Project Condign, a top-secret British Ministry of Defense (MoD) investigation of a series of UFO sightings in the U.K., concluded in a report released into the public domain in May 2006 that the existence of UFOs was "indisputable."
According to declassified files summarizing the conclusions of the investigation, unidentified flying objects (UFOs) -- termed unidentified aerial phenomena (UAPs) in the study -- exist and have the confirmed ability to "hover, land, take-off, accelerate to exceptional velocities and vanish."
"That UAPs exist is indisputable," the 400-page study said. "Credited with the ability to hover, land, take-off, accelerate to exceptional velocities and vanish, they can reportedly alter their direction of flight suddenly and clearly can exhibit aerodynamic characteristics well beyond those of any known aircraft or missile – either manned or unmanned."
The MoD study, which draws on nearly 10,000 sightings, was conducted in the 1990s by a special section of the U.K.'s Defense Intelligence Staff (DIS) known as the Directorate of Scientific and Technical Intelligence (DSTI).
The anonymous report was released into the public domain at the National Archives in May 2006 following a Freedom of Information Act (FOIA) request filed in September 2005 by two disclosure advocates, Dr. David Clark of Sheffield Hallam University and Gary Anthony.
Many UFO researchers noted the report proved that contrary to government's public posturing over the years that it was not interested in UFO phenomenon, the government had been studying UFOs secretly for years, and military officials had even hoped they might be used for "novel military applications."
"I think the most fascinating thing about Project Condign is this – for decades the MoD told Parliament, the media and the public that UFOs were of no defense significance and of very limited interest," Express reports British UFO researcher Nick Pope as saying.
Pope was involved in the MoD studies in the 1990s."Project Condign was a highly classified intelligence assessment of the UFO phenomenon which recommended that further study be made of aspects of the mystery that might result in 'novel military applications,'" Pope added.
UFO researchers and enthusiasts also took note of the strained efforts of the investigators and the report writer to avoid conceding that UFOs might be of extraterrestrial origin. Instead, the report writer speculated that they were mysterious natural atmospheric or meteorological phenomena not well understood by science, despite stating in the same report that the UFOs could "hover, land, take-off, accelerate to exceptional velocities, alter their direction of travel, and vanish."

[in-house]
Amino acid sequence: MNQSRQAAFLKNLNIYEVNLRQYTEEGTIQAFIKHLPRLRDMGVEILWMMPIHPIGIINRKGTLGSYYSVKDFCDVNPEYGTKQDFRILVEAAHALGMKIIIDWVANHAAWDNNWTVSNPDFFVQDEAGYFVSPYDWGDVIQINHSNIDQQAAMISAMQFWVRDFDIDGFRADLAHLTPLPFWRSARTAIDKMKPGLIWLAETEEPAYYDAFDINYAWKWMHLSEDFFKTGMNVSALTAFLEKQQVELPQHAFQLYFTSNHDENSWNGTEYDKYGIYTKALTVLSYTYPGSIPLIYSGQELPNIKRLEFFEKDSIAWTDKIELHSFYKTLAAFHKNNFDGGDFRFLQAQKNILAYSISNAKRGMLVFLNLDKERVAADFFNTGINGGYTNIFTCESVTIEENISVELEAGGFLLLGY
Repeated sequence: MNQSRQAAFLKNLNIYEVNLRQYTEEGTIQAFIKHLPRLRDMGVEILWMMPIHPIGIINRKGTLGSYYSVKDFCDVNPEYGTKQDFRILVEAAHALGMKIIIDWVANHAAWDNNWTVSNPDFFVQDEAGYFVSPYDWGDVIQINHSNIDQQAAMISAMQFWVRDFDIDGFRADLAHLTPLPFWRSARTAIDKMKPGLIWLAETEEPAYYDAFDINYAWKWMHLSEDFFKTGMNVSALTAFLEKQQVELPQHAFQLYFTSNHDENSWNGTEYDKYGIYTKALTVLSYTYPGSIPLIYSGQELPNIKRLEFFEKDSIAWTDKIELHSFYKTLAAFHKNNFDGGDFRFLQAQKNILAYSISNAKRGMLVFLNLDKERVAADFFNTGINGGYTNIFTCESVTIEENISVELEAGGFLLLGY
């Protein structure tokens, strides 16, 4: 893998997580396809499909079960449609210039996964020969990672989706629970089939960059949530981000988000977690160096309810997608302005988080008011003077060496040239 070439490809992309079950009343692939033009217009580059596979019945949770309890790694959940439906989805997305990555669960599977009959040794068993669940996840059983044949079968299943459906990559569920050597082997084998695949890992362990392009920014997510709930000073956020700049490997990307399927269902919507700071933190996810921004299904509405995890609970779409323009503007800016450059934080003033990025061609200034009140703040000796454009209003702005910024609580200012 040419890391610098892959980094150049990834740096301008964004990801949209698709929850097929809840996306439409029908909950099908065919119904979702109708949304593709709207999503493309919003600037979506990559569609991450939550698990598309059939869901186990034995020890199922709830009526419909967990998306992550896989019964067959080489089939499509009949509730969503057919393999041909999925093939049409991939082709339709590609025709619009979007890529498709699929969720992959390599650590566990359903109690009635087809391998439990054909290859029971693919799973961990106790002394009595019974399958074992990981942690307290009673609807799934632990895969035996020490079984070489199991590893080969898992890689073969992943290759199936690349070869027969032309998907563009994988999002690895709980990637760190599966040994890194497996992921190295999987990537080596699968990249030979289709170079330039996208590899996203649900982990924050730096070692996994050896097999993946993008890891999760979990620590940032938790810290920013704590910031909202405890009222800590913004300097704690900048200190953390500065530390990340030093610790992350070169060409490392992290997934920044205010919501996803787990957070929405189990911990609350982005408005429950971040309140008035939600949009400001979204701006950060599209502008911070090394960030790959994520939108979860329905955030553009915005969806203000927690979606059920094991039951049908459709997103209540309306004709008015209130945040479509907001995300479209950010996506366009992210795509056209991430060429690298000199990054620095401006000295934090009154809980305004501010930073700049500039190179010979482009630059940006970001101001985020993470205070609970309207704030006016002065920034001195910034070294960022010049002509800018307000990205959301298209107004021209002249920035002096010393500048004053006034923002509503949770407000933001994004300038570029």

"No evidence exists to suggest that the phenomena are hostile or under any type of control, other than that of natural forces.""There is no evidence that any UAP, seen in the UK Air Defense Region, are incursions by air-objects of any intelligent (extra-terrestrial or foreign) origin, or that they represent any hostile intent," report declared.
The report also avoided using the popular term "UFO" (Unidentified Flying Objects). Instead, the investigators invented the alternative term "Unidentified Aerial Phenomena" (UAPs) to "avoid the pop baggage of UFOs," according to Pope.
But many UFO researchers pointed out that regardless of the label adopted, the admission that the nature of the aerial objects was a mystery acknowledged the implication of the popular term, Unidentified Flying Object (UFO).
The study then went on to list types of rare natural atmospheric phenomena that could be responsible for unresolved UFO sighting cases.
Examples of "rare natural phenomena" unexplained by science that could account for unresolved UFO sightings include "buoyant plasma" similar to ball lightning, according to the report.
Buoyant plasma objects are formed when meteors fail to burn up completely following entry into the atmosphere.
Others include "loose plasma objects" that appear to observers as "black triangle" UFOs due to electromagnetic energy fields generated by the objects.
The report also listed plasma objects that cause car engines running nearby to malfunction.
The report went on to attribute UFO sighting experiences akin to perceptual hallucinations to the effect of electromagnetic fields generated by plasma phenomena and suggested further research to explore possible "novel military application" of plasma phenomena.
Investigators noted that Soviet scientists had acknowledged the relationship between UFOs and plasma objects and had initiated inquiry into their potential military applications.
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